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3 countries are more prepared for AI than the rest of us

Automation will affect labor markets and economies around the world, and no one is really ready. But researchers say some countries are ahead of the rest.

An orange, vaguely human-shaped robot stands mounted in a round glass display case, which is surrounded by a metal railing. Cars are on display in a large show room behind it.
A robot on display in a Ford factory in 2010. The Automation Readiness Index ranks countries on how prepared they are in 2018 for the future impact of robotics and artificial intelligence.
Stephen Shankland/CNET

No country is fully prepared for the impact of robots powered by artificial intelligence. But South Korea, Singapore and Germany are the most prepared countries in the world in 2018, according to a new study.

To get ready for automation, countries need to focus on retraining their workforce and shifting education strategies to center on the economy to come, the study's authors wrote. They can also build in an advantage by fostering the creation of AI-backed technology on their home turf. The report was released Monday by multinational company ABB and The Economist Intelligence Unit.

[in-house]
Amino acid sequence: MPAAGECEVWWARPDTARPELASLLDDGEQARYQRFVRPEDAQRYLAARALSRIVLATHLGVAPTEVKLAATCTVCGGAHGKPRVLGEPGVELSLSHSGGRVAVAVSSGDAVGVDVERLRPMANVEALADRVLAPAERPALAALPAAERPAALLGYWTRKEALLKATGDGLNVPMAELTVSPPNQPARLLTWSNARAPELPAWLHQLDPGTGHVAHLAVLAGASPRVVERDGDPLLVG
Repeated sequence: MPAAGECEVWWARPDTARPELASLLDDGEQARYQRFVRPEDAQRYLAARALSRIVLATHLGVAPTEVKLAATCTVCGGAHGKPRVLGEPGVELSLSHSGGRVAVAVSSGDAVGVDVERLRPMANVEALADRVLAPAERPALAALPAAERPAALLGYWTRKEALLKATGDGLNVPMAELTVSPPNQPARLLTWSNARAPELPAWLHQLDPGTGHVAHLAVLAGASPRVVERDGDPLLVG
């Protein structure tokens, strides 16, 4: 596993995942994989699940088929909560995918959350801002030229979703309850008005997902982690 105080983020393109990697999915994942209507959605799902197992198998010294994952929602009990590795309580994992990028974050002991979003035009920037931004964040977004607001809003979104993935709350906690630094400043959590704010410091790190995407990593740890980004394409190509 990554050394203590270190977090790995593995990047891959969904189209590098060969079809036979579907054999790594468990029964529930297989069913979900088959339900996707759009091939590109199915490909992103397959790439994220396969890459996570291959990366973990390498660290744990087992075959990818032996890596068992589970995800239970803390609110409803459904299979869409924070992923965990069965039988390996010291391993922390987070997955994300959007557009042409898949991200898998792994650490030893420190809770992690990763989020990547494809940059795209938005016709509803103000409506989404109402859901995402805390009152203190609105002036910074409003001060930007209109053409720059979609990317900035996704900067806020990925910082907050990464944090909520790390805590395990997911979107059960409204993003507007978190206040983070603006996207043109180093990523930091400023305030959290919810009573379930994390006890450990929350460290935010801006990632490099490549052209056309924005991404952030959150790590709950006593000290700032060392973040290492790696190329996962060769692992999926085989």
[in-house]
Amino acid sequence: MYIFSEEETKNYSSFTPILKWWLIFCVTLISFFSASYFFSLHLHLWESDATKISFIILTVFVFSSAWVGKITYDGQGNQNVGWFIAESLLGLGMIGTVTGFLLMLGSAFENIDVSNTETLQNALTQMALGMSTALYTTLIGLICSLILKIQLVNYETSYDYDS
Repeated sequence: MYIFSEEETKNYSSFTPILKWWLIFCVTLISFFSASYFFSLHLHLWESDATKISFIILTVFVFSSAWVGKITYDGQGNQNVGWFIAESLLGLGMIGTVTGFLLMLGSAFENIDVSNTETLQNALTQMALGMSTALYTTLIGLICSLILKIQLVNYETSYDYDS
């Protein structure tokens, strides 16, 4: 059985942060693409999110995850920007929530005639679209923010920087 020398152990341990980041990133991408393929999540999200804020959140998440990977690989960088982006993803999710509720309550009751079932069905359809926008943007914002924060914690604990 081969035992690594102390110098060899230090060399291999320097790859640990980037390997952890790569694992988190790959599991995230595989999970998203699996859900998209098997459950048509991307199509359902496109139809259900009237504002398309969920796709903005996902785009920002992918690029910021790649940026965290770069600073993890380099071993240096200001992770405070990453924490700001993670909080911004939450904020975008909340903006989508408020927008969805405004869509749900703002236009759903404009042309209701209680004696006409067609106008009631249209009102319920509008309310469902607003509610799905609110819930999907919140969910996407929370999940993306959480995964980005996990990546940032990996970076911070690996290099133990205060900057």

The study speaks to the wave of change experts expect automation to bring to the world's labor markets and economies, as well as the difficulty of anticipating these changes and getting ready for them.

"I don't think anybody confidently predicts what the implications are for the labor market in terms of the jobs that will be available, still less in terms of the types of knowledge, skills and attitudes that will be important in it," said Elizabeth Fordham in the report. Fordham is a senior adviser for global relations at the Organisation for Economic Co-operation and Development's Directorate for Education and Skills.

As noted in Tech Republic, the study points to several countries that are doing well in one category of preparation but not others. It also varies by region. For example, Canada came in fifth for reforms to educational curriculums, though its efforts in the province of Ontario are further along than those of its federal government, the report's authors wrote.

Even though the future of "automated intelligence" is hard to predict, countries everywhere need to try to anticipate it, the report's authors wrote.

"Policy should not wait for too long, however," they said, "because the business world is moving ahead with automation at speed."

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